blind

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blind

1. done without being able to see, relying on instruments for information
2. (of cultivated plants) having failed to produce flowers or fruits
3. Poker a stake put up by a player before he examines his cards
4. Hunting chiefly US and Canadian a screen of brush or undergrowth, in which hunters hide to shoot their quarry
www.eyecarefoundation.org

Blind

A device to obstruct vision or keep out light, consisting of a shade, screen, or an assemblage of panels or slats.

blind

[blīnd]
(engineering)
A solid disk inserted at a pipe joint or union to prevent the flow of fluids through the pipe; used during maintenance and repair work as a safety precaution. Also known as blank.
(geology)
Referring to a mineral deposit with no surface outcrop.

blind

1. A device to obstruct vision or keep out light; usually a shade, a screen, or an assemblage of light panels or slats.
2. A solid disk inserted in a pipe joint or union to prevent the flow of water during the repair of a water distribution system.
References in periodicals archive ?
A NEW beer has been brewed to raise a glass to Birmingham's Peaky Blinders.
All of the bar staff in The Peaky Blinders, in Dale End, in the city centre, wear the distinctive caps sported by Tommy Shelby and his gang.
Additionally, it's unclear how Blinder comes up with the calculation that household debt reached 140 percent of gross domestic product-he cites not one source for that number, which makes it difficult to agree with his conclusions.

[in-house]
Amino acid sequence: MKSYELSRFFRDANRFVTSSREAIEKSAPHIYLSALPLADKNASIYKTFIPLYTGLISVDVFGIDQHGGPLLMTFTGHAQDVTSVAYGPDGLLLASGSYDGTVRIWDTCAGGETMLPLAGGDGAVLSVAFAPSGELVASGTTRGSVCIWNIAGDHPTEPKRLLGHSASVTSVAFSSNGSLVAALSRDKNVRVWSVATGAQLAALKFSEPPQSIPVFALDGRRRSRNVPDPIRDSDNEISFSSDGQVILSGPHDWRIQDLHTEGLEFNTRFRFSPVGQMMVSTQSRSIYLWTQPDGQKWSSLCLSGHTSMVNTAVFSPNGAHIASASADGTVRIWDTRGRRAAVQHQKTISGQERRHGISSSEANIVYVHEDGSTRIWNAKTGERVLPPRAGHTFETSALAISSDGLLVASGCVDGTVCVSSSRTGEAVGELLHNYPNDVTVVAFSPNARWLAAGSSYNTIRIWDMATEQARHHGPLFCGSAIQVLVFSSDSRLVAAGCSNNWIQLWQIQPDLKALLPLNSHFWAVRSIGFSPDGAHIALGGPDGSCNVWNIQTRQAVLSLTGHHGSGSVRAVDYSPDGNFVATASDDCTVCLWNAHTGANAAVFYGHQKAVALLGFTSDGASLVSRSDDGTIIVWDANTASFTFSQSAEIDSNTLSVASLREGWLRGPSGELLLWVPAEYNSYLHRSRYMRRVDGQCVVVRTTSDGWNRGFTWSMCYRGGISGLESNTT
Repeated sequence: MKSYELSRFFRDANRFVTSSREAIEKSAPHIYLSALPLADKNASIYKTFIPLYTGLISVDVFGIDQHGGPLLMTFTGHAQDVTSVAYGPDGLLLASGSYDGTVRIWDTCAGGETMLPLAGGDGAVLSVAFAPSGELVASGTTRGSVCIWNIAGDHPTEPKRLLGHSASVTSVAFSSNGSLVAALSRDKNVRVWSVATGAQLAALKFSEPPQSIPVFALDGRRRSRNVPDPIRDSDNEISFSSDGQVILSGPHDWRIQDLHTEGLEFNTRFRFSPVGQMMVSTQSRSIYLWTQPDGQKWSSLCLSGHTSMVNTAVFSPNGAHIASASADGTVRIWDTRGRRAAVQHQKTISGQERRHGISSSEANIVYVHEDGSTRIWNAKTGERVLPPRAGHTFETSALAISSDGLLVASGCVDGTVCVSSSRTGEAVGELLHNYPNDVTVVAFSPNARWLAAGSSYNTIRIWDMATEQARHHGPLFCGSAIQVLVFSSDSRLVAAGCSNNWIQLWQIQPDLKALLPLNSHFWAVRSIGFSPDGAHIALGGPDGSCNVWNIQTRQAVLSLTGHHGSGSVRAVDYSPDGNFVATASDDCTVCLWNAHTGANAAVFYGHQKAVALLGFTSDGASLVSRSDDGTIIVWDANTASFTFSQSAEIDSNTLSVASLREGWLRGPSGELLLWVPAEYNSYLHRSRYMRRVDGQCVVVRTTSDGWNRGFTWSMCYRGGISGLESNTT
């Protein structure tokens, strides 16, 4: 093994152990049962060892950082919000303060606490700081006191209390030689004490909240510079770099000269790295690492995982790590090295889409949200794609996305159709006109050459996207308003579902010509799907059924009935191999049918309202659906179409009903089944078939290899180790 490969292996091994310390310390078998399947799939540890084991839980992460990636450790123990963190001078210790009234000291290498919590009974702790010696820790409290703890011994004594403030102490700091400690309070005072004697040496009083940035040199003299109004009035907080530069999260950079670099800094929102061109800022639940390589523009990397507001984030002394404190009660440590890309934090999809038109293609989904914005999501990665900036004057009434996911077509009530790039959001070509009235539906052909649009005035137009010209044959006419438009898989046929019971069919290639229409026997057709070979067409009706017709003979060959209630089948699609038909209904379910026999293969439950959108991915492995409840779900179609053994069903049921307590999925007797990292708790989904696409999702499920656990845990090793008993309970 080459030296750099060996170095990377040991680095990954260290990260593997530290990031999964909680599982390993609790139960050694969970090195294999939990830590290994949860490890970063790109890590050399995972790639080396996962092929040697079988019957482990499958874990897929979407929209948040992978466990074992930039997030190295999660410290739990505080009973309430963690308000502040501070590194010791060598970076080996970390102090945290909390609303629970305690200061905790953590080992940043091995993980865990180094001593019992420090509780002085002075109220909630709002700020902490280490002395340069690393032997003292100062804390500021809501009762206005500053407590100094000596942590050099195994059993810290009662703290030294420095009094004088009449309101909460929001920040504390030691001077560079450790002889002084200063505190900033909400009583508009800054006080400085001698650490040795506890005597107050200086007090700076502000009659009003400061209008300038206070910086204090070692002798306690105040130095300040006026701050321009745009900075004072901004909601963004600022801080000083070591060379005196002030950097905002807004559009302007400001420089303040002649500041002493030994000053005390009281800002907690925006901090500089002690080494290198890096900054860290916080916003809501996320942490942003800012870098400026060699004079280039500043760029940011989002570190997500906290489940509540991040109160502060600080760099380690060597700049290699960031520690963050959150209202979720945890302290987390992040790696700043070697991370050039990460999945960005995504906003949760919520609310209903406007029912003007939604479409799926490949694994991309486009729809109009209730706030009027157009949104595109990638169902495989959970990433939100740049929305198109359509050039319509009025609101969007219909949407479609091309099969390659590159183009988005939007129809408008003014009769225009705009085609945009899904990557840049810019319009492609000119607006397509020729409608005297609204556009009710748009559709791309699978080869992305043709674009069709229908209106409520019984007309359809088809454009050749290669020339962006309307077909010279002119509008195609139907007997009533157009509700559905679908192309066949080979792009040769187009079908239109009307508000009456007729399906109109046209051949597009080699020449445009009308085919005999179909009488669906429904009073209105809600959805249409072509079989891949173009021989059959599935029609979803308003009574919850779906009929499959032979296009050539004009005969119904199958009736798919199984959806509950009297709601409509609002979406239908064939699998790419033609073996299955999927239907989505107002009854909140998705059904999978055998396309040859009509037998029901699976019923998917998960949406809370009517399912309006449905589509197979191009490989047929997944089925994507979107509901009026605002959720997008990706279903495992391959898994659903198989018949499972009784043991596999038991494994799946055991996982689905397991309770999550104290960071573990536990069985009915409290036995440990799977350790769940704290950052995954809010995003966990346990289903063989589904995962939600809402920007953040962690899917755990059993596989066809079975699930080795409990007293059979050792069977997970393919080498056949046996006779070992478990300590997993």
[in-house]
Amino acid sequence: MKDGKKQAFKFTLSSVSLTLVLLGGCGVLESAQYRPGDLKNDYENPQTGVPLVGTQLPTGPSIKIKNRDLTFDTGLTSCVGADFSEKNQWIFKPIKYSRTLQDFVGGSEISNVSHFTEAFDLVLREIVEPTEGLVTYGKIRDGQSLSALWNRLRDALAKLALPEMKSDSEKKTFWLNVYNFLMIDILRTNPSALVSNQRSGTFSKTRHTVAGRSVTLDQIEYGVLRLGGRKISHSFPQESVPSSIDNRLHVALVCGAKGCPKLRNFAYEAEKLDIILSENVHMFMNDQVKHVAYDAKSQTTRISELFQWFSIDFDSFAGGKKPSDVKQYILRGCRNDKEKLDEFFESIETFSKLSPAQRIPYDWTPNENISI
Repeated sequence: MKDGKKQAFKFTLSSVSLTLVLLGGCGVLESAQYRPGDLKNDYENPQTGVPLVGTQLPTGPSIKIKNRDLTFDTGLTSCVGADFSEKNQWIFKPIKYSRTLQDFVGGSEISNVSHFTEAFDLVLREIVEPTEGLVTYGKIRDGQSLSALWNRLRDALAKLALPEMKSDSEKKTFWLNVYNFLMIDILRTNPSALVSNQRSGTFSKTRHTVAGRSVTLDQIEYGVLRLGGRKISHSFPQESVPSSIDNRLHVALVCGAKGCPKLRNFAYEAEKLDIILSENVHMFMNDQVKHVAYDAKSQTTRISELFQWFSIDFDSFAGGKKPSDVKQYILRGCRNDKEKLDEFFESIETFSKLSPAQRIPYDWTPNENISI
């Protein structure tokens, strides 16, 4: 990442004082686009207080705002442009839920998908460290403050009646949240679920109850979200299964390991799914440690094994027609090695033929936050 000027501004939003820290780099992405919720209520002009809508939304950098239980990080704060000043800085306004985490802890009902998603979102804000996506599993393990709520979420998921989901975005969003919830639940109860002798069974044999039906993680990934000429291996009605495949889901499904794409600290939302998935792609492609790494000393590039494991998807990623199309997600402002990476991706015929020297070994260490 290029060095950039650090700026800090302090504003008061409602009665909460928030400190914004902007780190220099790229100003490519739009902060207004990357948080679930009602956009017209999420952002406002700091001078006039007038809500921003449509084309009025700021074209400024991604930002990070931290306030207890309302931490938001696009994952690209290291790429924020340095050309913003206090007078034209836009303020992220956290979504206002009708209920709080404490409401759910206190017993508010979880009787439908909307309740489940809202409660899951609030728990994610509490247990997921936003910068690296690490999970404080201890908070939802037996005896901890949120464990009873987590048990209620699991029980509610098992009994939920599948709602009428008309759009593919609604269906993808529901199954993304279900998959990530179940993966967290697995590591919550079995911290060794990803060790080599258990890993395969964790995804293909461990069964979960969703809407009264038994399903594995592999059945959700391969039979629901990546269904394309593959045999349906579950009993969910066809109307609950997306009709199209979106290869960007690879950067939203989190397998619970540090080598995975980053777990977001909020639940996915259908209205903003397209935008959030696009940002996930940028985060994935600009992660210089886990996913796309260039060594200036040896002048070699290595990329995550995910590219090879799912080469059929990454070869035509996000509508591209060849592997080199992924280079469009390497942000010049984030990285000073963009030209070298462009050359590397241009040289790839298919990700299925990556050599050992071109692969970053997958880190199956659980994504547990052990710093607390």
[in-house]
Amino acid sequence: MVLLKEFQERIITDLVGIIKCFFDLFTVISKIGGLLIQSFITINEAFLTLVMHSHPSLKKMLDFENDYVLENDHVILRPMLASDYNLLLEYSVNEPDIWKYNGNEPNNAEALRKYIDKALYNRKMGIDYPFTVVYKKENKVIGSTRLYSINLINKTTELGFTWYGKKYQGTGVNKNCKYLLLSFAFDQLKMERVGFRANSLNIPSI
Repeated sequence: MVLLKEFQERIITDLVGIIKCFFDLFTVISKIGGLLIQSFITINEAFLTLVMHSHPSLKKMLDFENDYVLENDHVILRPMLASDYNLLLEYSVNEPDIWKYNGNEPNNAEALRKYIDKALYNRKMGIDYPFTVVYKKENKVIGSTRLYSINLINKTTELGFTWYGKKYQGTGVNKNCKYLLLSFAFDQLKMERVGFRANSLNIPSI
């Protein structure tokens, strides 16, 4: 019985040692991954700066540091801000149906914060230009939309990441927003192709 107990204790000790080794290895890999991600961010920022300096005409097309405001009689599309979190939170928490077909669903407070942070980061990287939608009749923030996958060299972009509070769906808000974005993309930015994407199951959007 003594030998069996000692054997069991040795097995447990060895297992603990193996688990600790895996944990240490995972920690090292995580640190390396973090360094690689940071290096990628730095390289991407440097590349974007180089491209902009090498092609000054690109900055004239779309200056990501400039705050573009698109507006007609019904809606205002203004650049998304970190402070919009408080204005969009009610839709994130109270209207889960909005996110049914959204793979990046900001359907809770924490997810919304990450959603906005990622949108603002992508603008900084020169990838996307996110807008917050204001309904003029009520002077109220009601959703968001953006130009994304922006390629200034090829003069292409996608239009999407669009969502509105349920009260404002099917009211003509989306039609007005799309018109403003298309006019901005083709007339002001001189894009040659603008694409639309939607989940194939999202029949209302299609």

Eighty percent of the CDS, Blinder says, were "naked CDS"--pure gambling contracts where the party insured didn't have any sort of "insurable interest" (ownership or other connection) in the item being insured.
In After the Music Stopped, Blinder runs into the same problem the government faced when trying to explain what was going on in the panicky days of 2008: the financial system has become so complicated and technical that it takes a whole lot of work to understand exactly how we got into this mess.
Blinder argues that this transformation will happen more rapidly than workers will be able to adjust to it; so fast, in fact, that we should expect offshoring to be "one of the biggest political issues in economics over the next generation.
Blinder is also Vice Chairman of the Promontory Interfinancial Network, an organization founded by bank industry leaders to provide a network of over 2000 financial institutions with profit-enhancing solutions.
Blinder praised Fed policymakers for their response to the market turmoil, namely the discount rate cut and injection of ample liquidity into the money market, but urged them to guard against downside risks.
As to what the central bank should reveal, Blinder lists the following: the goals of monetary policy; the methods of analysis; the decision making models; and immediate disclosure of decisions and votes, accompanied by a "balance of risks" statement.
Possibly uncomfortable with this implication, Blinder notes that his question may be unclear about whether rival firms would also reduce their prices.
Greenspan, McDonough, Blinder, Hoenig, Kelley, Lindsey, Melzer, Ms.
His likely successor is Alan Blinder, whom Clinton recently appointed vice chairman of the Fed.